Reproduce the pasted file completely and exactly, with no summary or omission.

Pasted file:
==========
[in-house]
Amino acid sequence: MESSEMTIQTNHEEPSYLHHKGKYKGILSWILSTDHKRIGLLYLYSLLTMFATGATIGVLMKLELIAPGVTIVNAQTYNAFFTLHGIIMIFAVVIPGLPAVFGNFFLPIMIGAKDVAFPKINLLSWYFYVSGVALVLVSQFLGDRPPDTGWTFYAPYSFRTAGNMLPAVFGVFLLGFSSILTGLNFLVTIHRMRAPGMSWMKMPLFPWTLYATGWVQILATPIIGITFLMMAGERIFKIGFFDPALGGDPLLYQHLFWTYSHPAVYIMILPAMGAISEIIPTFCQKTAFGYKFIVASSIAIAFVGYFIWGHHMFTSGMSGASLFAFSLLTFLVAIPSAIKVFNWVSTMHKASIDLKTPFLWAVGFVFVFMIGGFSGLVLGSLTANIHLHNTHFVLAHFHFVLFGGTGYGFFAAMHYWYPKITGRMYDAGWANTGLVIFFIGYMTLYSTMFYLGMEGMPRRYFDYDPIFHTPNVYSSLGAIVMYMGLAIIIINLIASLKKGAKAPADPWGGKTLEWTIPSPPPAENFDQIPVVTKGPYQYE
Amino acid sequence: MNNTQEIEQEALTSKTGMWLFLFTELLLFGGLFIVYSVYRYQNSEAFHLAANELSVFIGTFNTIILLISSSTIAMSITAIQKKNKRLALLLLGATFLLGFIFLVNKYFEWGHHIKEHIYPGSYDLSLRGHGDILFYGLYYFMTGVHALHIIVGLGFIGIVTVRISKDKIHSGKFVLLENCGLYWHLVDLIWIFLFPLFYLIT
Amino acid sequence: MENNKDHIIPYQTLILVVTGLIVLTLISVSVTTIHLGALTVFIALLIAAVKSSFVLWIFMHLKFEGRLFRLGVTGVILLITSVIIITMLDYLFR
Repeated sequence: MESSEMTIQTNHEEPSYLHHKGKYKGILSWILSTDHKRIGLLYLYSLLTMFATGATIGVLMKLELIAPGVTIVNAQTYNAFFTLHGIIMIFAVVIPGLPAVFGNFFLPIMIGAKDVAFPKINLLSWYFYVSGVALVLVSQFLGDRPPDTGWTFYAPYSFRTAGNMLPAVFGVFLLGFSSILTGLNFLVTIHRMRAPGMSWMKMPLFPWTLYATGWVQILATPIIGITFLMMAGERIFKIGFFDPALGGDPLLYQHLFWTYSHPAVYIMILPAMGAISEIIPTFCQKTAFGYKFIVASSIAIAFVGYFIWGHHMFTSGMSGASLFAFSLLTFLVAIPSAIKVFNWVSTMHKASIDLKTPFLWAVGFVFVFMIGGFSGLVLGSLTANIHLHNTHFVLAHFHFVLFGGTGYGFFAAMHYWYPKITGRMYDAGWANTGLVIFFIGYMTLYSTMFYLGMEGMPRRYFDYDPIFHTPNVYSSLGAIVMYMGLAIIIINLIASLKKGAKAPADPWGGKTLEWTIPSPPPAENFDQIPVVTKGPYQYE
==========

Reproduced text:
[in-house]
Amino acid sequence: MESSEMTIQTNHEEPSYLHHKGKYKGILSWILSTDHKRIGLLYLYSLLTMFATGATIGVLMKLELIAPGVTIVNAQTYNAFFTLHGIIMIFAVVIPGLPAVFGNFFLPIMIGAKDVAFPKINLLSWYFYVSGVALVLVSQFLGDRPPDTGWTFYAPYSFRTAGNMLPAVFGVFLLGFSSILTGLNFLVTIHRMRAPGMSWMKMPLFPWTLYATGWVQILATPIIGITFLMMAGERIFKIGFFDPALGGDPLLYQHLFWTYSHPAVYIMILPAMGAISEIIPTFCQKTAFGYKFIVASSIAIAFVGYFIWGHHMFTSGMSGASLFAFSLLTFLVAIPSAIKVFNWVSTMHKASIDLKTPFLWAVGFVFVFMIGGFSGLVLGSLTANIHLHNTHFVLAHFHFVLFGGTGYGFFAAMHYWYPKITGRMYDAGWANTGLVIFFIGYMTLYSTMFYLGMEGMPRRYFDYDPIFHTPNVYSSLGAIVMYMGLAIIIINLIASLKKGAKAPADPWGGKTLEWTIPSPPPAENFDQIPVVTKGPYQYE
Amino acid sequence: MNNTQEIEQEALTSKTGMWLFLFTELLLFGGLFIVYSVYRYQNSEAFHLAANELSVFIGTFNTIILLISSSTIAMSITAIQKKNKRLALLLLGATFLLGFIFLVNKYFEWGHHIKEHIYPGSYDLSLRGHGDILFYGLYYFMTGVHALHIIVGLGFIGIVTVRISKDKIHSGKFVLLENCGLYWHLVDLIWIFLFPLFYLIT
Amino acid sequence: MENNKDHIIPYQTLILVVTGLIVLTLISVSVTTIHLGALTVFIALLIAAVKSSFVLWIFMHLKFEGRLFRLGVTGVILLITSVIIITMLDYLFR
Repeated sequence: MESSEMTIQTNHEEPSYLHHKGKYKGILSWILSTDHKRIGLLYLYSLLTMFATGATIGVLMKLELIAPGVTIVNAQTYNAFFTLHGIIMIFAVVIPGLPAVFGNFFLPIMIGAKDVAFPKINLLSWYFYVSGVALVLVSQFLGDRPPDTGWTFYAPYSFRTAGNMLPAVFGVFLLGFSSILTGLNFLVTIHRMRAPGMSWMKMPLFPWTLYATGWVQILATPIIGITFLMMAGERIFKIGFFDPALGGDPLLYQHLFWTYSHPAVYIMILPAMGAISEIIPTFCQKTAFGYKFIVASSIAIAFVGYFIWGHHMFTSGMSGASLFAFSLLTFLVAIPSAIKVFNWVSTMHKASIDLKTPFLWAVGFVFVFMIGGFSGLVLGSLTANIHLHNTHFVLAHFHFVLFGGTGYGFFAAMHYWYPKITGRMYDAGWANTGLVIFFIGYMTLYSTMFYLGMEGMPRRYFDYDPIFHTPNVYSSLGAIVMYMGLAIIIINLIASLKKGAKAPADPWGGKTLEWTIPSPPPAENFDQIPVVTKGPYQYE